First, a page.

Parasites

Discussion in 'Physiology and Biology' started by Jean, Apr 11, 2005.

  1. Jean

    Jean Colossal Squid Supporter

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    Hi all,

    I have just dissected some Nototodarus sloanii from the southern ocean (South Snares Shelf). I've found some internal parasites attached mainly to the digesitve gland, other parts of the alimentary tract, gills and connective tissue. They're roughly 5mm long by 2mm wide and as you can see have very little in the way of distinguishing features!

    Having some trouble IDing them

    Any suggestions?????

    J
     

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  2. Fujisawas Sake

    Fujisawas Sake Larger Pacific Striped Octopus Supporter Registered

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    Nice photo.

    They actually look like a crustacean parasite I saw some time ago. I'll try to find that information...

    John
     
  3. Colin

    Colin Colossal Squid Supporter

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    they look a bit like hook worms
     
  4. Phil

    Phil Colossal Squid Supporter Registered

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    Some form of nematode perhaps, or larval stage tapeworms?
     
  5. chrono_war01

    chrono_war01 Colossal Squid Supporter

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    one thought on this subject:

    EEWWWWW!!!!!!!! :yuck: :yuck:
     
  6. Fujisawas Sake

    Fujisawas Sake Larger Pacific Striped Octopus Supporter Registered

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    Well, not sure on the tapeworm. Tapeworms are very distinct, at least in land animals... The scolexes and proglottids ("head" and egg masses) pretty much look the same. They don't really look like tapeworms to me. And nematodes tend not to show outside metamerism (clear sectioning - these appeared to have an anterior and posterior). Could be a fluke, but I'm thinking either mollusc or crustacean parasite, both having greatly modified bodies for parasitic lifestyles.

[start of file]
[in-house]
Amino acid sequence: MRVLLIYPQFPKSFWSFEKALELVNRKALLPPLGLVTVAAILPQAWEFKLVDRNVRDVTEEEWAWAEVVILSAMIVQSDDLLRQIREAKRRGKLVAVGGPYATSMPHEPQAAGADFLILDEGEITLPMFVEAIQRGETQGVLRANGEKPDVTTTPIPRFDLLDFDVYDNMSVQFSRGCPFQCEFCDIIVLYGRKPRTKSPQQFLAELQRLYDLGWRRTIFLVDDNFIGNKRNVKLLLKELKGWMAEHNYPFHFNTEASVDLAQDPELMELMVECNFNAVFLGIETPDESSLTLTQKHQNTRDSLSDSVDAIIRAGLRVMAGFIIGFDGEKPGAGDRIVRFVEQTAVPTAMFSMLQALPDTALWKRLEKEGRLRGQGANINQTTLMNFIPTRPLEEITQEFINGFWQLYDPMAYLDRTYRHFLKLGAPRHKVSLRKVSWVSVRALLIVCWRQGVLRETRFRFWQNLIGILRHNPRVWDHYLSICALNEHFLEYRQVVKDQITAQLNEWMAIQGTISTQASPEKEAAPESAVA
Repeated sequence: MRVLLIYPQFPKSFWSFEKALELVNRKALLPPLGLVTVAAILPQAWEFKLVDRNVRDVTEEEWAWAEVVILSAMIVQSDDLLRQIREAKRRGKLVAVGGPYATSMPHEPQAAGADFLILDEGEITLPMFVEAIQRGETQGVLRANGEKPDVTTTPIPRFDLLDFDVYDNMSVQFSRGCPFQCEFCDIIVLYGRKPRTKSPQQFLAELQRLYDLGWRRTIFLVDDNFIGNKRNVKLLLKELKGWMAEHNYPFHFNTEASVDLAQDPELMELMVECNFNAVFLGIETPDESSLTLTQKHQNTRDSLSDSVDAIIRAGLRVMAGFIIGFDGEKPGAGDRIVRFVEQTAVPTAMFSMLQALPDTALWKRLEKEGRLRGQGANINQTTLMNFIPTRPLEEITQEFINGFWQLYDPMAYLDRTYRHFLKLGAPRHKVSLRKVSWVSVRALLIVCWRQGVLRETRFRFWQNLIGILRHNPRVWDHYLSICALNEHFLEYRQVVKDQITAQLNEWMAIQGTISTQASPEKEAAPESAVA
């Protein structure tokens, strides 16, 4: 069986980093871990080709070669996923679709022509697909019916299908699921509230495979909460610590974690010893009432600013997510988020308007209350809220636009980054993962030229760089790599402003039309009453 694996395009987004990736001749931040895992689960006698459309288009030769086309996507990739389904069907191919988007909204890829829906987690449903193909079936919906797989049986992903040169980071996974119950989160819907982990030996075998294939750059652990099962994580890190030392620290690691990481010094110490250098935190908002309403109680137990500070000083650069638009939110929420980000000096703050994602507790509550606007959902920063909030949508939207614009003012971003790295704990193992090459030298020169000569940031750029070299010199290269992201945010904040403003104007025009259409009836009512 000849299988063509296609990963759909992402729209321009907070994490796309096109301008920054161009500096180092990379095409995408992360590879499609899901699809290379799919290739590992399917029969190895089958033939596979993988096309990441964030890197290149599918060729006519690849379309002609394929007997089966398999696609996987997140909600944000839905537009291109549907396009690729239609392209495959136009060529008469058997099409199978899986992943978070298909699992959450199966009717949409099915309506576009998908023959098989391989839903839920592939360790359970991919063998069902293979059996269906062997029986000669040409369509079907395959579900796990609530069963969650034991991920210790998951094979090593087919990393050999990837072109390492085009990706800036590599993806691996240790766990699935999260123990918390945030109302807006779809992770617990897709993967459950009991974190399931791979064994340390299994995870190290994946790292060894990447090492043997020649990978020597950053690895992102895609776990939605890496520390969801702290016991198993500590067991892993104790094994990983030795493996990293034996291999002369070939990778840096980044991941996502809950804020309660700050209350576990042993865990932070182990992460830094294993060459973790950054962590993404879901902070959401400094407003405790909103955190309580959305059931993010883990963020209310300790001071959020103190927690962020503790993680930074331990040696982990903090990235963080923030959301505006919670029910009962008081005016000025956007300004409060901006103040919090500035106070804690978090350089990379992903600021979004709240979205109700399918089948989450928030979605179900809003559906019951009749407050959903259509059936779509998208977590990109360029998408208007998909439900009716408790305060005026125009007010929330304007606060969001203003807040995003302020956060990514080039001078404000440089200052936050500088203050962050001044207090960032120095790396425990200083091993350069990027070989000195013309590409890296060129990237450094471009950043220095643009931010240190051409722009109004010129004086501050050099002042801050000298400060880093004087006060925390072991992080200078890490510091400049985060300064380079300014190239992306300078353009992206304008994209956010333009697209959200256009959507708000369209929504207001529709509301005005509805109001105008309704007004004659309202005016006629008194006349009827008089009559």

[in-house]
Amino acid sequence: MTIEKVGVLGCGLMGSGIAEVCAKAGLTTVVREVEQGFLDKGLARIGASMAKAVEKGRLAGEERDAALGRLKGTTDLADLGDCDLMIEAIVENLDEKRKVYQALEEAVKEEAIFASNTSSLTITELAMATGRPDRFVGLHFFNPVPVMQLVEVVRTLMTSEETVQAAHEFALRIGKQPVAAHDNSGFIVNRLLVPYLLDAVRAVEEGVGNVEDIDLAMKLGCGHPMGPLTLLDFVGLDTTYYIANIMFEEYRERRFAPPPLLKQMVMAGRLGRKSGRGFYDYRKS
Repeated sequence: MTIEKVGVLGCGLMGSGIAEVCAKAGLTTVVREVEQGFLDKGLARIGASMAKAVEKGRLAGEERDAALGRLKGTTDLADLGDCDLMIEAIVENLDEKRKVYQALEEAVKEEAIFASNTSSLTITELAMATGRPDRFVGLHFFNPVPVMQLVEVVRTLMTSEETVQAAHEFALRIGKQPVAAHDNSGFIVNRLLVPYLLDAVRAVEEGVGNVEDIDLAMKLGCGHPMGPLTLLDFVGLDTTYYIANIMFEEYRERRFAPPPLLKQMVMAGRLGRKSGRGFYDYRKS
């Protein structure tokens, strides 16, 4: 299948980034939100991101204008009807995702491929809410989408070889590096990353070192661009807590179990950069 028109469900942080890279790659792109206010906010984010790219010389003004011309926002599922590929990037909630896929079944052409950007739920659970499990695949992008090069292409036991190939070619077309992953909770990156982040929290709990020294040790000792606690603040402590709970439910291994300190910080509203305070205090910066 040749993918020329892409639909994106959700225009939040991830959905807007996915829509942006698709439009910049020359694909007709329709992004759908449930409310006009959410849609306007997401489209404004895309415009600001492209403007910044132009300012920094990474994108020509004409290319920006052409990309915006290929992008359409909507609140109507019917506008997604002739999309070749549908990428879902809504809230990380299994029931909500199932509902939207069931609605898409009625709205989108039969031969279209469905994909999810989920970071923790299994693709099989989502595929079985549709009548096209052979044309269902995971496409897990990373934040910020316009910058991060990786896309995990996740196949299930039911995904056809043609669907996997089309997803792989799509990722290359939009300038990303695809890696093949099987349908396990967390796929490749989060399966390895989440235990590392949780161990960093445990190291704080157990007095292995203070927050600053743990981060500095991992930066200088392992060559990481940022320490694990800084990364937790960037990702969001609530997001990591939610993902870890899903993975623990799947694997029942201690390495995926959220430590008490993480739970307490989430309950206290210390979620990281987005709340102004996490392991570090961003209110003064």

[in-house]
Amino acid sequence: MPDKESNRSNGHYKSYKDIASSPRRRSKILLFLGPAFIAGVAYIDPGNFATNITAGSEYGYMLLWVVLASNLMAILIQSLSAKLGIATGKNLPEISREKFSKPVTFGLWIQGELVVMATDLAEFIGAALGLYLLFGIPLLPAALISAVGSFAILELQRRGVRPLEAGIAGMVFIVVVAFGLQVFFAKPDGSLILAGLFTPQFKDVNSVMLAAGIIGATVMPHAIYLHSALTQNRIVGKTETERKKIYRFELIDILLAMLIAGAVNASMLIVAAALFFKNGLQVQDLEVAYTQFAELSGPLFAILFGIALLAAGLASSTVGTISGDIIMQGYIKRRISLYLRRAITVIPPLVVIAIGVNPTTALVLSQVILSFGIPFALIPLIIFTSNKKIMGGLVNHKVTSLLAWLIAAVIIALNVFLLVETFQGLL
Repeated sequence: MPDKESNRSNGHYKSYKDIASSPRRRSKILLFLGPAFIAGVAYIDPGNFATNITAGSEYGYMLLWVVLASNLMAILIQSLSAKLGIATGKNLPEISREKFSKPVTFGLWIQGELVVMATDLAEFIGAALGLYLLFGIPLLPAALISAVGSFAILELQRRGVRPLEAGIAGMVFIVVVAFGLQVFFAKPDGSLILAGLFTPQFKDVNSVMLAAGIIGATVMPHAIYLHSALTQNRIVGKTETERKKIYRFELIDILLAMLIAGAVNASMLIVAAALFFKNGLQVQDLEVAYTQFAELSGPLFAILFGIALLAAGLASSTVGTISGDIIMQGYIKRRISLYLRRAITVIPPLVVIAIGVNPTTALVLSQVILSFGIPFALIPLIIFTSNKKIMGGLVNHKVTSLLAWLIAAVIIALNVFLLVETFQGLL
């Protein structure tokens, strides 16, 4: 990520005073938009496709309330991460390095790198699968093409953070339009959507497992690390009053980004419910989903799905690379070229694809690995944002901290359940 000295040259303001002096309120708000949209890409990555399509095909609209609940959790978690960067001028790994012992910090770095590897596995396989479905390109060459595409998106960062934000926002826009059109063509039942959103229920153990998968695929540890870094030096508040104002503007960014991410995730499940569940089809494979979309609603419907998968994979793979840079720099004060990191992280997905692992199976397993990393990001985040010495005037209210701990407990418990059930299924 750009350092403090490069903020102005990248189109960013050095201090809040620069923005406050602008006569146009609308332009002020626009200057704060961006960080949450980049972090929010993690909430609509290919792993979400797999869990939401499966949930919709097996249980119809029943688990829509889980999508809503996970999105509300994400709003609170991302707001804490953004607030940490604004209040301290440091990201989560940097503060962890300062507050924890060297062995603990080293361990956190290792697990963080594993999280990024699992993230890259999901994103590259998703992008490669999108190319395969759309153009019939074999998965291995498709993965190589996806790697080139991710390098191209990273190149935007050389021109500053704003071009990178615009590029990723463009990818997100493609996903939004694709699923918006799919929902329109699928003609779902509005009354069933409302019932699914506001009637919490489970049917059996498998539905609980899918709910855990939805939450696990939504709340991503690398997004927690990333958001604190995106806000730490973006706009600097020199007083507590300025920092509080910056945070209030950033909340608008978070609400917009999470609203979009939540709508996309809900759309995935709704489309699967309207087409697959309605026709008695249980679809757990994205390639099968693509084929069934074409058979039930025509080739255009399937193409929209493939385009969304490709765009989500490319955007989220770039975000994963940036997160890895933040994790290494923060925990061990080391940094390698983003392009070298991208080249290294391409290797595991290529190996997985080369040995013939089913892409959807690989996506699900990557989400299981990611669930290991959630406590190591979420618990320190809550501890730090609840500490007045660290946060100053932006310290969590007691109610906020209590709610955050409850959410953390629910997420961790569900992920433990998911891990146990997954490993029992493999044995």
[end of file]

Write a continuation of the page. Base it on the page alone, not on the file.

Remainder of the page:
What size are these specimens? Is there clear cephalization? Any indications of chitin in the epidermis? Large egg masses?

    I love this subject! I asked about the parasitology of squid and octos some time ago, but that thread kinda died. :wink:

    John
     
  7. ArchyNorth

    ArchyNorth GPO Supporter

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    Hey there,

    First off. Parisites = Cool !!

    Ok, now that I have that out of my system. I did a little googling for parisites and cephalopods and came up with a few pages for you.

    If you want any information on parasites in general, this database is about the best I could find on the web.

    http://parasitology.informatik.uni-wuerzburg.de/login/frame.php

    It may look a little dautning at first, but plug a keyword into the search option and it narrows it down drasticaly for you. I tried "squid" and "cephalopods" and came up with a few pages:

    ** http://parasitology.informatik.uni-wuerzburg.de/login/n/h/j_010-0389.html.html

    ** Monogenea

    Check out the drawings of the variations in morphology in the Monogenea. Almost any of them could be a candidate for what you have, but the 2nd and the last seem to be closest in "rough" morphology.

    Anyway, this was just a quick search but I hope this info can help.

    Cheers,
     
  8. Squidman

    Squidman Vampyroteuthis Registered